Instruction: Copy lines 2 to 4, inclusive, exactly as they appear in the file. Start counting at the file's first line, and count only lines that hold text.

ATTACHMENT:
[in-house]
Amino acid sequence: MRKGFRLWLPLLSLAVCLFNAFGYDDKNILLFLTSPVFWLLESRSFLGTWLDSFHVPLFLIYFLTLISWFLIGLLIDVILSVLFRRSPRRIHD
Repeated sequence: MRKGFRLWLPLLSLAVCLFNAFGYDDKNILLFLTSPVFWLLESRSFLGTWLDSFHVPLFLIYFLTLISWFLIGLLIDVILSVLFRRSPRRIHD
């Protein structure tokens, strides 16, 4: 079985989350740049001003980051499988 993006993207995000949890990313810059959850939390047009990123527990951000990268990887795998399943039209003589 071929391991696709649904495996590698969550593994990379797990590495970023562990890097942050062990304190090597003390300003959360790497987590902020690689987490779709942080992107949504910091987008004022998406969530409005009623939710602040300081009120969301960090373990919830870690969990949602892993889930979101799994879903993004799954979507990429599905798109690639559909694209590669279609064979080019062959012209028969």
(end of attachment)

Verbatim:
Amino acid sequence: MRKGFRLWLPLLSLAVCLFNAFGYDDKNILLFLTSPVFWLLESRSFLGTWLDSFHVPLFLIYFLTLISWFLIGLLIDVILSVLFRRSPRRIHD
Repeated sequence: MRKGFRLWLPLLSLAVCLFNAFGYDDKNILLFLTSPVFWLLESRSFLGTWLDSFHVPLFLIYFLTLISWFLIGLLIDVILSVLFRRSPRRIHD
């Protein structure tokens, strides 16, 4: 079985989350740049001003980051499988 993006993207995000949890990313810059959850939390047009990123527990951000990268990887795998399943039209003589 071929391991696709649904495996590698969550593994990379797990590495970023562990890097942050062990304190090597003390300003959360790497987590902020690689987490779709942080992107949504910091987008004022998406969530409005009623939710602040300081009120969301960090373990919830870690969990949602892993889930979101799994879903993004799954979507990429599905798109690639559909694209590669279609064979080019062959012209028969």